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Airline catering History.ppt

  1. S O H M T Module/ Unit 1 Airline Catering
  2. S O H M T Introduction  It is possible to dine in five-star luxury while travelling at 600 miles per hour, six miles above the surface of the earth.  Like passenger railroads and cruise lines, the first commercial airlines catered specifically to wealthier classes.  These customers demanded the finest service and were willing to pay the price.  En-route meals served two purposes: stay the hunger and pass the time.
  3. S O H M T  As technology advanced, so did the catering possibilities.  Inflight catering presented a unique set of challenges for the cooks and crew serving the food.  The first airline meals were served by Handley Page Transport on 11 October 1919.
  4. S O H M T Definition  Airlines catering is defined as the highly specialized skill, technology and quality oriented food catering for the airline passengers and the crew members with a greater emphasis on hygiene aspects and just in time production.  This also involves an intricate planning regarding loading and off loading, the flight time schedules, lay offs and the movement and management of trolleys.
  5. S O H M T Airlines catering is different from restaurant catering….  Flight kitchen production is a typical form of mass catering, but has some unique features distinct from food preparation in restaurants and hotels.  The time difference between food production in the flight kitchen and finally serving it on board an aircraft with limited kitchen facilities makes flight catering a high-risk food preparation operation.  Major factors affecting the hygienic quality of the food are the size of the operation, the complexity of the in-flight service, the number of airlines catered for, the number of flights serviced during the day and the duration of the flights to be serviced.
  6. S O H M T Salient features  1) Hygiene is a very important factor in any kind of food production but as far as airlines catering is concerned, it assumes a much more importance and entire production schedule is designed as per the HACCP requirements.  2) Any food poisoning case can become critical as food is consumed miles above the ground where immediate medical help will not reach.
  7. S O H M T  3)There is no opportunity of deviation or scope of flexibility as far as airlines catering is concerned as far as the weight and the presentation of the dishes are concerned. They are all pre – set and must be strictly adhered to. There is wide opportunity in the restaurant catering to deviate and innovate.  4) Time is another important aspect to be kept in mind. The food production is not the only task to be accomplished…………it must be cooled, packed, loaded and then carried to the aircraft….all before the scheduled time of departure of the flight.
  8. S O H M T History  In1914, the world's first scheduled passenger airline service took off, operating between St. Petersburg and Tampa, Florida.  On planes, the on-board ‘meals’ were basic and were only intended for the crew.  There was a lack of space, weight was limited and, before the invention of the pressurised cabin, consuming bottled drinks proved to be a dangerous business!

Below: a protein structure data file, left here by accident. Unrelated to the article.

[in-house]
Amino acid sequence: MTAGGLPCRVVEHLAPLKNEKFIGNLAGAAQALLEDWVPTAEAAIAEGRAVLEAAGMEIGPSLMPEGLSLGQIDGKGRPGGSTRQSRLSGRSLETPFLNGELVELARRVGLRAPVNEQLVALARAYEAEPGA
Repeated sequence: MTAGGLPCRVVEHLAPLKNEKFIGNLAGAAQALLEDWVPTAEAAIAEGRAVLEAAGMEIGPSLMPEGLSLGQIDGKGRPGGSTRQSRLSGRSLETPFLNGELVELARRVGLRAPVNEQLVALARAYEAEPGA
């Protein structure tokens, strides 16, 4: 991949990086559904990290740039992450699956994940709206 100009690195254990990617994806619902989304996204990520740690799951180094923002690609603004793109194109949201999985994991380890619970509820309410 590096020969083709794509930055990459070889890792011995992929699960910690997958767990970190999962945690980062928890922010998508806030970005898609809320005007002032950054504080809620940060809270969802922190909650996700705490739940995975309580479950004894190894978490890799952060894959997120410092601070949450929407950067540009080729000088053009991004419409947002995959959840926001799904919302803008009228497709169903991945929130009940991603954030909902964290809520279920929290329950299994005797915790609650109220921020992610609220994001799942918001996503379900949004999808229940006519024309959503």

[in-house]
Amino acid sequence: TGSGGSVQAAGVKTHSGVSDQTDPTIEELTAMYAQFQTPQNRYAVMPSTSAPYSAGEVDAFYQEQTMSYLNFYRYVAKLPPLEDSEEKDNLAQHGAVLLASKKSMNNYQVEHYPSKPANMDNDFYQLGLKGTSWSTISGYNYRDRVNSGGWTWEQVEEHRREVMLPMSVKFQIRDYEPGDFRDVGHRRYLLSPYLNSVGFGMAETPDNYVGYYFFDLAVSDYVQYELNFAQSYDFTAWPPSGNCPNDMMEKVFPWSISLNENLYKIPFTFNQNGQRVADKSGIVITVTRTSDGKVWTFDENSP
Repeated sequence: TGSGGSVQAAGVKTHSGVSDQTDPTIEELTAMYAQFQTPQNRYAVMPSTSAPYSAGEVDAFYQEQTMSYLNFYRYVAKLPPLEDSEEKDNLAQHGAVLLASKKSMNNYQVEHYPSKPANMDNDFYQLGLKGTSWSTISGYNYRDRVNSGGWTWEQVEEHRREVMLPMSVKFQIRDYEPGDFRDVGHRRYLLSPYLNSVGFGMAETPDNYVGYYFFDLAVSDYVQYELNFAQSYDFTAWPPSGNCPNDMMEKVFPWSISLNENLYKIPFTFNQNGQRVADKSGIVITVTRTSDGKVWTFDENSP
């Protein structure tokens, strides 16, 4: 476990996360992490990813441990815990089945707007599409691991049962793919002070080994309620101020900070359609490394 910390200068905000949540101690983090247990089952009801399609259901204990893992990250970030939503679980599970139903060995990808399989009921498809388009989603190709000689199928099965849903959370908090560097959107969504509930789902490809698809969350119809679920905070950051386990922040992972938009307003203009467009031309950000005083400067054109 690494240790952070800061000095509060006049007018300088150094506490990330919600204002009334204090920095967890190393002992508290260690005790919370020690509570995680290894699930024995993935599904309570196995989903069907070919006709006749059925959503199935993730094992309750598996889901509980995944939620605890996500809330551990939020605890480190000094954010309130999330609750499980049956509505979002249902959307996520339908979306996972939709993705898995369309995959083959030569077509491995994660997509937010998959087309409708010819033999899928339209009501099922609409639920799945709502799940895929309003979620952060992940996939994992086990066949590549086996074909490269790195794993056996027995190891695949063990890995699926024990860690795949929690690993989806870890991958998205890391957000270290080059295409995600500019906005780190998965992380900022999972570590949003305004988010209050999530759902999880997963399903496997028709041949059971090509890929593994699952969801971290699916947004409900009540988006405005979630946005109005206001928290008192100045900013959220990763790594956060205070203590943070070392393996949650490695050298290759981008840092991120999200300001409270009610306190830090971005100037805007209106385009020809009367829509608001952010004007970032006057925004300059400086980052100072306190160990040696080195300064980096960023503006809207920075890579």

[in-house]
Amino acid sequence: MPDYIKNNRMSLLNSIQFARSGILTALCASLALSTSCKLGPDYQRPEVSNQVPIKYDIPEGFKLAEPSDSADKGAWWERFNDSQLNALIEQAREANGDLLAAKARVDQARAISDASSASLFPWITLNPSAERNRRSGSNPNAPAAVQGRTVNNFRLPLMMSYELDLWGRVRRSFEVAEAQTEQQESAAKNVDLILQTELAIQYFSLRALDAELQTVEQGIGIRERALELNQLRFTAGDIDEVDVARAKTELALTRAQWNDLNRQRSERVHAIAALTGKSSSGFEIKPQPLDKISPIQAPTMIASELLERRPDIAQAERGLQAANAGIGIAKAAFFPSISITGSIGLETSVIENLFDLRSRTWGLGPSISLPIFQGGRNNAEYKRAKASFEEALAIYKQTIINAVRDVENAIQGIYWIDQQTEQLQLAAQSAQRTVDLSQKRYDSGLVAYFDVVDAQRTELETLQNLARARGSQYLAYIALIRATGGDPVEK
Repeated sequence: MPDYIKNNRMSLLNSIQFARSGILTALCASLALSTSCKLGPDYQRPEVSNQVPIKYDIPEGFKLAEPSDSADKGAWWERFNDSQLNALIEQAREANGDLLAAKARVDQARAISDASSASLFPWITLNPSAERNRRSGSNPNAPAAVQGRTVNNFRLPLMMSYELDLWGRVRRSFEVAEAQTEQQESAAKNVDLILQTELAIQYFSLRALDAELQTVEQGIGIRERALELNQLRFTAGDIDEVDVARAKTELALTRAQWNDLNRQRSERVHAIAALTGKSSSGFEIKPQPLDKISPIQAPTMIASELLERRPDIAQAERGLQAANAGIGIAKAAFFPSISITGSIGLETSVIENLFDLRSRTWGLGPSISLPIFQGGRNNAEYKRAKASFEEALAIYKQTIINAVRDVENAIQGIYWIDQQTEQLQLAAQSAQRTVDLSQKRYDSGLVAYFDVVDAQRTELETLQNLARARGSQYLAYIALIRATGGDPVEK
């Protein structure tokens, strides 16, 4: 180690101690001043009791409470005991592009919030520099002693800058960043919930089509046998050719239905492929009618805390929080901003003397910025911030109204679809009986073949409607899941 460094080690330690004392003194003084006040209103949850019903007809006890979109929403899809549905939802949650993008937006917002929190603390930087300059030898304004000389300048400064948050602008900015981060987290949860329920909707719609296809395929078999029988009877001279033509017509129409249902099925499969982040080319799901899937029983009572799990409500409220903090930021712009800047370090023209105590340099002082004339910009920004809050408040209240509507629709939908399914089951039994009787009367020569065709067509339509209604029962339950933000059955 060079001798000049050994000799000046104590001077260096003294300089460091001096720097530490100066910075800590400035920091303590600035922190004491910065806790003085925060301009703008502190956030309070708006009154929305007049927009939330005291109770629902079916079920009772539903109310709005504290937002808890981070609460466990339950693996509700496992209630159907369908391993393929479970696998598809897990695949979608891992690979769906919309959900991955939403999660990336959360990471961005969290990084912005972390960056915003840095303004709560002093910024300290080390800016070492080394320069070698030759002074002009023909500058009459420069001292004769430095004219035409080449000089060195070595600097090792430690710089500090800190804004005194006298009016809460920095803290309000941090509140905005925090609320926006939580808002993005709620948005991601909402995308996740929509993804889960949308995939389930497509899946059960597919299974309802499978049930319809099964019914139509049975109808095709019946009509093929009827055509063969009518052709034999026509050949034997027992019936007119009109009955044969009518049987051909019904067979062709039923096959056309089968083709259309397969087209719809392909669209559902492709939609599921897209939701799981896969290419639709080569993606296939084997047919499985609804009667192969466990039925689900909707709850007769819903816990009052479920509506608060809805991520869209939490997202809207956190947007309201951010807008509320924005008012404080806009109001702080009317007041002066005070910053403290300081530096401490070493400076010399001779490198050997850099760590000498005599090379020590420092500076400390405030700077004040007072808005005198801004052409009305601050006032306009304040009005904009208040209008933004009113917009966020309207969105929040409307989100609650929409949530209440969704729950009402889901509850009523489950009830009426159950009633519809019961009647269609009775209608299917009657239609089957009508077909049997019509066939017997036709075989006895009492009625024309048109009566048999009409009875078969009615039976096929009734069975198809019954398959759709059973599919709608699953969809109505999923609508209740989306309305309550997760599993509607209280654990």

9. S O H M T  The development of the aeronautical industry, combined with advances in the food industry, revolutionised airline food.  On-board catering was initially the privilege of the wealthy social classes who could afford to travel in the new modes of transport.  The first airline meals were served by Handley Page Transport on 11 October 1919 from London to Paris  In the 1930s, passenger transport developed on a massive scale and on-board catering became a necessity.
  10. S O H M T  In the United States, United American had fully fitted kitchens built in the airports they served, while Pan American served meals prepared by renowned restaurants and hotels located nearby.  The meals were kept warm in isothermal boxes until it was time to serve them.  Drinks in aluminium cans soon replaced bottles, because they were lighter and could withstand changes in pressure.  In 1936, with the development of the DC-3, the first airplane galley was introduced by American Airlines.- no electrical power available for heating foods or beverages, all hot foods and liquids were boarded at ready-to-serve temperatures and held in hot thermoses.
  11. S O H M T  Around 1945, Pan American worked together with Clarence Birdseye and Maxson Company to create the convection oven, which would allow frozen foods to be heated on board the aircraft.  Soon afterward, the microwave oven was developed; it has since become the industry standard in aircraft food service preparation.  The first meal trays were served on pillows on passengers' laps, until trays have been developed with lids that would serve to elevate the food in front of the passengers. Finally, foldout service trays were installed in the seat backs.
  12. S O H M T The key players in Flight Catering-  Gategroup  Newrest Group  International S.A.S,  LSG Sky Chefs,  Do & Co,  Emirates Flight Catering,  SATS Limited  Cathay Pacific Airways Limited  Flying food Group LLC,  Saudi Airlines Catering Company,  Royal In-Flight Catering.
  13. S O H M T
  14. S O H M T Airline Meal
  15. S O H M T AVML- ASIAN VEGETARIAN MEAL  The AVML is a vegetarian meal that normally includes spices and flavours from India. It will usually contain vegetables, fresh fruit, dried fruits, legumes, dairy products, tofu, cereal, grains and vegetarian gelatine. There is no meat, fish or eggs and it’s suitable for vegetarians who would prefer a spicy Indian style vegetarian meal. BBML- Baby/Infant Meal  The BBML or Baby Meal can be ordered for infants under 2 years of age (depending on the airline, some airlines will only supply the BBML to an infant up to 10 months only) and will normally consist of pre-packaged baby meal products. It do not contain solid foods, meat with bones, spicy foods, wheat, gluten, fish, eggs, acidic fruit,